Reporters will not ask you to give money to victims via poorly written emails
On Monday, experts started warning people about donation scams leveraging the Typhoon Haiyan, which hit Vietnam and the Philippines and killed over 10,000 individuals. Symantec provides an example of such a scam.The emails are entitled “Help Philippines” and they read something like this:
“I am Andrew Stevens, international anchor and reporter, currently in Philippines due to the Philippines typhoon storm that killed estimated 10,000 people, Please they need your help, We need your donations so these people can have food and shelter.”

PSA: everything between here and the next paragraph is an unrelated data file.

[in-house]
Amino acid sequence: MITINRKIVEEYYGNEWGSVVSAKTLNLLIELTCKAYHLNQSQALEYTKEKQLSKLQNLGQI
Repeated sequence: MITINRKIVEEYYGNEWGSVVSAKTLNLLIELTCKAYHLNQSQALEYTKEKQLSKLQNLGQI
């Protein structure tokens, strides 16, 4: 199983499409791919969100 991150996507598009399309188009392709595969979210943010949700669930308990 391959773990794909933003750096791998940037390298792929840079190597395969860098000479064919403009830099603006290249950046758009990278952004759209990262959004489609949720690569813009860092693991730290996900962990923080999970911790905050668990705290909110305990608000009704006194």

Recipients are instructed to respond to the emails, after which they’ll be provided with Western Union information where they can send donations.
This is a perfect example of a scam. Fraudsters are leveraging news about a disaster in hopes that they can convince people to donate without giving it too much thought. The bogus messages appear to come from a reporter to make everything more legitimate-looking.
If you give out money in response to such an email, you can rest assured that you’re not helping victims of Typhoon Haiyan. Instead, you’re filling the pockets of some crooks. By sending so-called donations via Western Union, it makes it difficult for authorities to track down the culprits, so chances are that you’ll never get your money back. Beware!